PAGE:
(PRELIMS + MAINS FOCUS)
‘DIFFICULT FOUR’ COUNTRIES
Recently, Chatham House, also known as the Royal Institute of International Affairs has published a report proposing a blueprint for Britain’s future foreign policy after Brexit.
- The report groups India on the other side of a new divide in international affairs i.e. between open societies where citizens have the capacity to fight for their rights and those where these rights are denied.
- Along with China, Turkey and Saudi Arabia, India is classed as one of the “difficult four” countries.
- It is destined to count among the UK’s “rivals” or “awkward counterparts” as it pursues its global goals.
- The part of the justification for labelling India ‘difficult’ centres on a critique of India’s domestic political developments.
- The report notes how the overt Hindu nationalism of the ruling government is weakening the rights of Muslims and other minority religious groups, leading to a chorus of concern.
- The report also states that:
- India is a reluctant supporter of liberal democracy,
- India is “ambivalent” about human rights abuses within other states, and
- India possesses ‘a long and consistent record of resisting being corralled into a ‘Western camp’.
- It highlights concerns raised by domestic groups as well as the United Nations and other democracy-watchers over a “crackdown on human rights activists and civil society groups” not being actively challenged by the judiciary.
Road Ahead of India to challenge conceptions in the Chatham House report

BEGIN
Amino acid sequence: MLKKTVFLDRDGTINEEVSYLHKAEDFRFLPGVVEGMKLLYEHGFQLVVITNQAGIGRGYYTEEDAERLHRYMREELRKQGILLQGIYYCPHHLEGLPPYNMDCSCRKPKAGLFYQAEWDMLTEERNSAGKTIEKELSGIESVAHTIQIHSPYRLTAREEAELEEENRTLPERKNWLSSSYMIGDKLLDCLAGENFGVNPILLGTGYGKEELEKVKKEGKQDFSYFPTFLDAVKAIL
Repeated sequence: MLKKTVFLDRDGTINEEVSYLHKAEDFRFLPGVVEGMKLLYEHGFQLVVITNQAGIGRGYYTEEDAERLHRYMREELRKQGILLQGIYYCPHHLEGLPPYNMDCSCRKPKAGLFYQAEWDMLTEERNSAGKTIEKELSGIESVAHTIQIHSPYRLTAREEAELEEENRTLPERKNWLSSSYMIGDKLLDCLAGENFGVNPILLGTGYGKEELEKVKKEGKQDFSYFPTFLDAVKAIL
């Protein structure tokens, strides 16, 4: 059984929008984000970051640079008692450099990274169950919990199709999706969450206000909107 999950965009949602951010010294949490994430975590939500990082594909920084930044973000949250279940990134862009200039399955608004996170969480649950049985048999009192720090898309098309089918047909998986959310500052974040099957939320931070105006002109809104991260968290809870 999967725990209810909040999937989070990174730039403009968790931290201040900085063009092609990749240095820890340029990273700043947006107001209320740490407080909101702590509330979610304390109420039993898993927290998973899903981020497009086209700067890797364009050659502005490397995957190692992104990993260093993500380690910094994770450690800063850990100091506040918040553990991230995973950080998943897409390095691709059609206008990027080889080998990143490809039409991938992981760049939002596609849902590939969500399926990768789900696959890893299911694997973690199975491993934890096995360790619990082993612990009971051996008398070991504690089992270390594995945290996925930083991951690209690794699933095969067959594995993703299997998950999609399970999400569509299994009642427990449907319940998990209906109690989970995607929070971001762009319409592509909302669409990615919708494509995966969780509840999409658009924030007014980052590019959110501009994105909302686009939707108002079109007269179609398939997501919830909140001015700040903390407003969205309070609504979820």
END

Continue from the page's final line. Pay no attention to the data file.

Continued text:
- The next two years will see India move into a critical period of high-profile international activity, both as an elected member of the UN Security Council and as host of the 2023 G20 Summit.
- India can leverage these positions of influence to centre a more demanding vision of internationalism that disrupts the civilisational and racialised hierarchies that linger from Europe’s imperial era.
- India is always on the list of countries with which a new UK government commits to engage but it should be obvious by now that the idea of a deeper relationship with India always promises more than it can deliver.
Source: Indian Express
MODIFIED SCHEME TO PRODUCE 1G ETHANOL
Recently, the Department of Food & Public Distribution has notified a modified scheme for extending financial assistance for producing 1st Generation (1G) ethanol.
Ethanol Blending Programme (EBP):
- Aim: It aims at blending ethanol with petrol, thereby bringing it under the category of biofuels and saving millions of dollars by cutting fuel imports and decreasing carbon emissions.
- Target: The target is to achieve 20% blending of ethanol by 2025.
- Ethanol Extraction from Foodgrains: